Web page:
The initial concept of a Countrywide Missile Defense System actually developed out of the rapid development of The Jet Aircraft on the mid-1940s. It became all too well seen that conventional Artillery or related Anti-Aircraft Arms were not very effective (given the extreme speed and attitude that these Fighter Planes and Bombers could – and were achieving). The majority of Ground based rocket defense methods were still “primitive” at best. With much taken from captured Nazi German Scientists after World War II by The Allies. Missile and Rocket Technology advanced by great leaps bounds, in both Space exploration and of course Military applications. Both during and after The Korean War of the 1950s, one of the greatest defensive-offensive advances made was in Atomic Power. Conversely, so too was one of America’s first Missile Defense Systems – known as The “Nike”. Related to The Greek Goddess of “Victory”, The Nike Defense System included roughly (7) operational Missile Systems which were positioned at strategic locations throughout The United States (primary The Eastern and Western Coasts). These Systems were called: The “Hercules”, The “Hawk”, The “Sergeant”, The “Spartan”, The “Pershing”, The “Lacrosse” and The “Ajax”.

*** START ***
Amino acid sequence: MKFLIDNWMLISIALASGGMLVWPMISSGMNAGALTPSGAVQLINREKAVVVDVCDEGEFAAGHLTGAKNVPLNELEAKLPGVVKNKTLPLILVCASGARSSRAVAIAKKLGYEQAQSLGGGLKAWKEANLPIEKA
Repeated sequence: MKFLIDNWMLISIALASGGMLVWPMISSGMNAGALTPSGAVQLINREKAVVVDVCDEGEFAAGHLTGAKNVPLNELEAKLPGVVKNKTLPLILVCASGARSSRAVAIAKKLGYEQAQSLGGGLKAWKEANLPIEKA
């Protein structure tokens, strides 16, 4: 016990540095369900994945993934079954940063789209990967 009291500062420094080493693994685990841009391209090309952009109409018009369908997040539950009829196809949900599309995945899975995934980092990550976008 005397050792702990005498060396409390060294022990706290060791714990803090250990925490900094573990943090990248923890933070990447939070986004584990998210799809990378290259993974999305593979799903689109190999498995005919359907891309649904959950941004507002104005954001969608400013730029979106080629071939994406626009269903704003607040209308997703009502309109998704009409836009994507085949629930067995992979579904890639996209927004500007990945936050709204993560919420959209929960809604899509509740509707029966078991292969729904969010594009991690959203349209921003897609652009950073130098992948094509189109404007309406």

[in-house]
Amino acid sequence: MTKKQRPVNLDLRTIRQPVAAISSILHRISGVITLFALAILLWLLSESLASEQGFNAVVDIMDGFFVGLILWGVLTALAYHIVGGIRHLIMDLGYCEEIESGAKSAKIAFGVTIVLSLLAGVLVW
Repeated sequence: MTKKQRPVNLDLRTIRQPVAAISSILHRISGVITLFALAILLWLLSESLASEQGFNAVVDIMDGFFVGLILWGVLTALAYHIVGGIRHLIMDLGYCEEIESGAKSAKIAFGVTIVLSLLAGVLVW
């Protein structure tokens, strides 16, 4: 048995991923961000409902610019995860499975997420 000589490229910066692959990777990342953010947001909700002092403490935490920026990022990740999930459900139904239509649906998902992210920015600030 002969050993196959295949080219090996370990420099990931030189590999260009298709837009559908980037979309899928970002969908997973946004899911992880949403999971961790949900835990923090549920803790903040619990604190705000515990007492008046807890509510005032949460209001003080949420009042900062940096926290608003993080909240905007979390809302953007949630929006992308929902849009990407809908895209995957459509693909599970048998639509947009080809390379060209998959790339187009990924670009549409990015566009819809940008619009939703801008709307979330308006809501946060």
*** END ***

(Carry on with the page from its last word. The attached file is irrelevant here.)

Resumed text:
The development of The Nike Systems was in part stationary facilities (near major Cities) and Mobile deployments. The System was ran primarily by The US Army, with The USAF taking over during the last remaining years. The Nike was the precursor to America’s Strategic Nuclear Defense System – better known as The “Minuteman”. The Nike Systems were basically twin staged, solid fueled Rockets, each having different operational capabilities. The average airspeed of a Nike Rocket was around 1,000-mph with a maximum operation apogee or height before reentry/strike range of 70,000-feet. This gave the typical Nike System roughly a 500-mile range to intercept. Around 1965, The Soviet Union began an all-out increase in the development of it’s Intercontinental Ballistic Missile Program, to include Mobile and Stationary Deployments. The Nike System was never designed to counter the more powerful Rocket, and The Nike System was soon replaced by America’s own Deterrent Force. Although, many Nike Units were re-classed as “Coastal Batteries” – they stayed active as such until the early 1970s. Some of these variants were Nuclear capable. In Europe, by 1975 – all Nike Mobile Batteries were de-commissioned by NATO. Modern variants such as The “Patriot” and even the more recent “THAAD” Systems are “Grandchildren” of this Defense System.